By John Keegan and Paul Pearson
Nothing lasts forever, and sadly, this is true of "Lost Girl" and its recent run of solid episodes. The show is rarely actively bad, but "Death Didn't Become Him" is the kind of storytelling that's very bland and not compelling, saved only by some interesting subplots. While some people like the unengaging kind of storytelling, "Lost Girl" usually holds itself to a much higher standard.
Bo is recruited to help an old friend of Trick whose dead husband's body has been stolen from the cemetery. After some investigating -- one of the more interesting moments of the episode and one of the creepiest of the show is Bo and Dyson questioning a flesh-eater who takes biting fingernails to a whole new extreme -- we discover that the perpetrator is a Lich who is collecting dead people of note. "Lost Girl" episodes have a tendency for the A-story to be a little shaky while the character subplots get all the meaty bits, but this is an unfortunate low for the series.
On paper a Lich is a creepy villain and trying to defeat him should've been interesting or at least fun, but most of the investigation and the big confrontations were dull and didn't engage in the slightest. A monster mash should never be boring, especially not one with a sexy kick-ass succubus. To compound things, the few side characters introduced for this story weren't interesting either, and without intellectual or emotional investment, the audience just doesn't care about what's going on.
One of the main subplots will no-doubt appeal to the Doccubus shippers watching as that relationship continues to ratchet up -- not just the physical intimacy of previous episodes but the kind of honest heart-to-hearts that people who like shippy storylines like to see. As with a lot of the "Lost Girl" relationship moments, even amidst the over-the-top tone of the show these moments are a lot more subdued and keep from diving into melodramatic territory. Which is not to say it's perfect: for one thing, a big plot development of previous episodes (the Ash's restrictions on Lauren and her movements) has been completely handwaved for the sake of having Lauren around for more Doccubus moments.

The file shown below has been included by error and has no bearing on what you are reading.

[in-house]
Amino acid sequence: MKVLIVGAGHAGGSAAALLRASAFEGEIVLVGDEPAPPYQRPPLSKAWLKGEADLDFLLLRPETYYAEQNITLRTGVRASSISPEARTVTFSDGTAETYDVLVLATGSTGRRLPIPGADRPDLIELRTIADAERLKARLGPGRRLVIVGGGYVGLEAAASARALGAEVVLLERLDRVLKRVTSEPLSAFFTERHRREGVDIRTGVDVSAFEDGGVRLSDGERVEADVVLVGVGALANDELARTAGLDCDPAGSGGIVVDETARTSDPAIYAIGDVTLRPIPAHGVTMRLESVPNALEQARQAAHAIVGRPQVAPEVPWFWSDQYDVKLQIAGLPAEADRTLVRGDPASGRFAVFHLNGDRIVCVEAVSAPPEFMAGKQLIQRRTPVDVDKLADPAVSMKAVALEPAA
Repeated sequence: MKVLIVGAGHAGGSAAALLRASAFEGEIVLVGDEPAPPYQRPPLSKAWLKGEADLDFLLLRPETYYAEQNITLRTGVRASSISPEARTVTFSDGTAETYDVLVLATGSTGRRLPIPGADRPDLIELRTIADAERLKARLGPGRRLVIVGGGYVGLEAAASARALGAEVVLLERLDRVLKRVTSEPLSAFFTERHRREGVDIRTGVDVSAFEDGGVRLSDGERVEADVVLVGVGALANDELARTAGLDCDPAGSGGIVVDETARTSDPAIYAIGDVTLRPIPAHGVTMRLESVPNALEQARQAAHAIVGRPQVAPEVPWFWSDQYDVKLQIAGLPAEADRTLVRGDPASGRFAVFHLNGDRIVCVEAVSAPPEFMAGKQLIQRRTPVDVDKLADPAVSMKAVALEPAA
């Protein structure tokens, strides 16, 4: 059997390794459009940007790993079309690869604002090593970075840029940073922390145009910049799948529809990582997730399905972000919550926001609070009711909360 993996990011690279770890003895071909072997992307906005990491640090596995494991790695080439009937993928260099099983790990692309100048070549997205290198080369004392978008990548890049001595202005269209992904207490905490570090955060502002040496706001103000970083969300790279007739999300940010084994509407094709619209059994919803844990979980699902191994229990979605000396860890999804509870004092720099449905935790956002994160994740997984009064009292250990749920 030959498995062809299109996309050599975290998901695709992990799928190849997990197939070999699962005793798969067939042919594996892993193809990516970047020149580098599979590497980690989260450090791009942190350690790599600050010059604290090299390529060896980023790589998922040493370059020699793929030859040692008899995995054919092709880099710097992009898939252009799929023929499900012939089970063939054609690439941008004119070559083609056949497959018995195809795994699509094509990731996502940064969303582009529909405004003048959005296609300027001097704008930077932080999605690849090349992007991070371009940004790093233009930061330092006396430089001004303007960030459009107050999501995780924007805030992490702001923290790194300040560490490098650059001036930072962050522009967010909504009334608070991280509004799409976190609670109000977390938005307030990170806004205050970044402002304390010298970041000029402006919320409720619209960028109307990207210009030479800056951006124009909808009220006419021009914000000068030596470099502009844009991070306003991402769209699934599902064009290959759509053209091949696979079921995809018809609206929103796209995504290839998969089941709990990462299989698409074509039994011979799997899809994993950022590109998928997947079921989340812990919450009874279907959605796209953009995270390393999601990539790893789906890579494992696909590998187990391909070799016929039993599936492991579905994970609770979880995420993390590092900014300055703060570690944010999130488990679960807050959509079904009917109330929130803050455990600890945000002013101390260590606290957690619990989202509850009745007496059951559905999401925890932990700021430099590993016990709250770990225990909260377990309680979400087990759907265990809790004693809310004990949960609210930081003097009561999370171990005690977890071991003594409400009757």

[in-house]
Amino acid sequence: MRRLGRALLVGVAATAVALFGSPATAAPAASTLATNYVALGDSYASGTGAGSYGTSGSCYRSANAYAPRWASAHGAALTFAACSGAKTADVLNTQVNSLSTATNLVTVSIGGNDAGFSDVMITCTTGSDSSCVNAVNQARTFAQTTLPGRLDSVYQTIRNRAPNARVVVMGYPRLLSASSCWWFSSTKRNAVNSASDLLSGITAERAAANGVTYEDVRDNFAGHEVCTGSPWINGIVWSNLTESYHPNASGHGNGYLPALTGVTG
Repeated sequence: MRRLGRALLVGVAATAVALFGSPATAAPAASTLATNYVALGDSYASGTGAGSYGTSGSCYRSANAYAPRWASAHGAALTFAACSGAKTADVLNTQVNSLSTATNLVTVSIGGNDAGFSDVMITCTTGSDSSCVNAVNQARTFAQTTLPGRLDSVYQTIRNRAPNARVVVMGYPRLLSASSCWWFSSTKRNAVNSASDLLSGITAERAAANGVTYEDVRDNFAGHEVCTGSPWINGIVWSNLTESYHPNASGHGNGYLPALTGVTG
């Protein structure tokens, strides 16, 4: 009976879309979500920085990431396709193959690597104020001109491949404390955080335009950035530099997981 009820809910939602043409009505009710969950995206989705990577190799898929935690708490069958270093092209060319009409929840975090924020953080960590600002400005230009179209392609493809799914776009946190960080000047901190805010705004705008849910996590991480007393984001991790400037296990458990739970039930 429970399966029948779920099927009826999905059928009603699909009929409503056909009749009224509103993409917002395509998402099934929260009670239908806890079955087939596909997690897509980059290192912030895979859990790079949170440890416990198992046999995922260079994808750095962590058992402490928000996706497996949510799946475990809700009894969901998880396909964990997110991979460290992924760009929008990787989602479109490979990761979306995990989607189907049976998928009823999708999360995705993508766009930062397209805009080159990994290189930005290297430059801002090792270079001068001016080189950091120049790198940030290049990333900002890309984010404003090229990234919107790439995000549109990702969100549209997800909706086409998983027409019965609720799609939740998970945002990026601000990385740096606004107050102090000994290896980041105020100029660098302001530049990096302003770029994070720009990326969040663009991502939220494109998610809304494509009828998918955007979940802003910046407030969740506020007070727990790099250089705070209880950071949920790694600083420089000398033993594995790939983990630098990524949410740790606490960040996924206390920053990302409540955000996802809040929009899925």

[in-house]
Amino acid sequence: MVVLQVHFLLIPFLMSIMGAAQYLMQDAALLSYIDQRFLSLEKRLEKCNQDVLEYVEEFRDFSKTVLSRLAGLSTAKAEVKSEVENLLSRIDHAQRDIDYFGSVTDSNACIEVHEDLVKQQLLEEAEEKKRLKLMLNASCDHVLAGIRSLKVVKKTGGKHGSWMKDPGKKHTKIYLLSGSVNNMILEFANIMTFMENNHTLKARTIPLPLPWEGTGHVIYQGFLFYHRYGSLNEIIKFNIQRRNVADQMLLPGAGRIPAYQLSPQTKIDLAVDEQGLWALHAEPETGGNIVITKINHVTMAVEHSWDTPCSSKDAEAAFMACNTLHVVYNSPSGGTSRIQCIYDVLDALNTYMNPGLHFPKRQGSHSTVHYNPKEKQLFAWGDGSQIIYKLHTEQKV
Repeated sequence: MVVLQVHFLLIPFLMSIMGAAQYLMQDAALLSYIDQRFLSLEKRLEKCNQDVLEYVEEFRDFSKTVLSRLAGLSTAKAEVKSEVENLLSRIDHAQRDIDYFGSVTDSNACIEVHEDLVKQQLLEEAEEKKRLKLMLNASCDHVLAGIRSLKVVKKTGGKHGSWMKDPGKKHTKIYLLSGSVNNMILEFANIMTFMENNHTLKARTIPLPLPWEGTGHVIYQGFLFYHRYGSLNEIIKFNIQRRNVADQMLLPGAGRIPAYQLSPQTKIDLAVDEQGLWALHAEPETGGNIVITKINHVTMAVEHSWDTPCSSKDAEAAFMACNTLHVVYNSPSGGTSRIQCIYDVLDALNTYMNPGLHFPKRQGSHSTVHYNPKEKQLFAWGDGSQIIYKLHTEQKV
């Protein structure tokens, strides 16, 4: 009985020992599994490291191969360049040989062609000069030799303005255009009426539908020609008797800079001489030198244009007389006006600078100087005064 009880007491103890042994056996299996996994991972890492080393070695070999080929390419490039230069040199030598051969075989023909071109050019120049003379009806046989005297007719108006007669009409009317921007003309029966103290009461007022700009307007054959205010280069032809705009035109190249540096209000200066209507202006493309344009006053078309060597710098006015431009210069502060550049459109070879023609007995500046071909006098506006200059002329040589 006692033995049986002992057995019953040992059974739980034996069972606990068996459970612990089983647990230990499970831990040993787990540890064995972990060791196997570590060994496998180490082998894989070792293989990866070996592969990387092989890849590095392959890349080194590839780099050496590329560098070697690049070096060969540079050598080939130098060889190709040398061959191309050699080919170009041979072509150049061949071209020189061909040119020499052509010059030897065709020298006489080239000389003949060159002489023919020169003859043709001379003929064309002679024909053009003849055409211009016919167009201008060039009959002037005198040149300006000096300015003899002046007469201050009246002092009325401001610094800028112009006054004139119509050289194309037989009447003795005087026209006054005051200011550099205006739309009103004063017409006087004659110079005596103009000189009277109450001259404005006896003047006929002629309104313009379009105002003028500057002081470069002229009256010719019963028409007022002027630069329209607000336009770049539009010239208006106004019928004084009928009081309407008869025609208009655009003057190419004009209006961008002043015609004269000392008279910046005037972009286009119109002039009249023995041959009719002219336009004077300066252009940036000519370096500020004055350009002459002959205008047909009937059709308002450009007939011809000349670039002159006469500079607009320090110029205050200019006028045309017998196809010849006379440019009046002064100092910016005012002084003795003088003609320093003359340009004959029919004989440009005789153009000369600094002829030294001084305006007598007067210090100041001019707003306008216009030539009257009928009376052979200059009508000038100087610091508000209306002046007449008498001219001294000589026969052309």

While it makes dramatic sense, it flies in the face of common sense and the audience are left to wonder whether they missed an episode or the writers just aren't too bothered with continuity. The Doccubus thread also led to a brilliantly large moment at the climax of the A-story -- a "Succubus Victorious" if you will -- that suddenly adds new depth to Bo and to her unfolding character arc.
"Death Didn't Become Him" is also notable for the first Hale-centric story of the show, as he volunteers for the security detail of a Fae leader's bratty daughter. A mark of a good television series is how it fleshes out the secondary characters and Hale, while a beloved part of the ensemble, has always been playing second-fiddle to Dyson, so it was great for him to finally get a chance to take the reins of a subplot that could still include characters like Kenzi. And the pairing of Hale and Kenzi has always been a winner: they've got great chemistry and the chance for some solid it-sucks-to-be-the-sidekick griping. Even when Kenzi is being snarky and doing her best to steal the screen as usual, Hale still feels like he's driving the plot. Plus, there's fan service, and even the red-blooded straight guys have to admit that K.C. Collins is pretty cut.
Since an A-story is going to take most of an episode's screen time, opinions on an episode are going to fluctuate heavily depending on how good that A-story was: "Death Didn't Become Him" didn't deliver. The moments that were actually interesting came from the mostly-unrelated side stories with Doccubus and Hale but they can only make for so much. Maybe if the writers pick up on this trend, the B-stories can be elevated and that'd do wonders for the show, but in the meantime, this is the latest in season two's many clunkers.John Keegan is Editor-in-Chief for Critical Myth, a partner site of SciFi Vision. Paul Pearson is Critical Myth's reviewer for Lost Girl.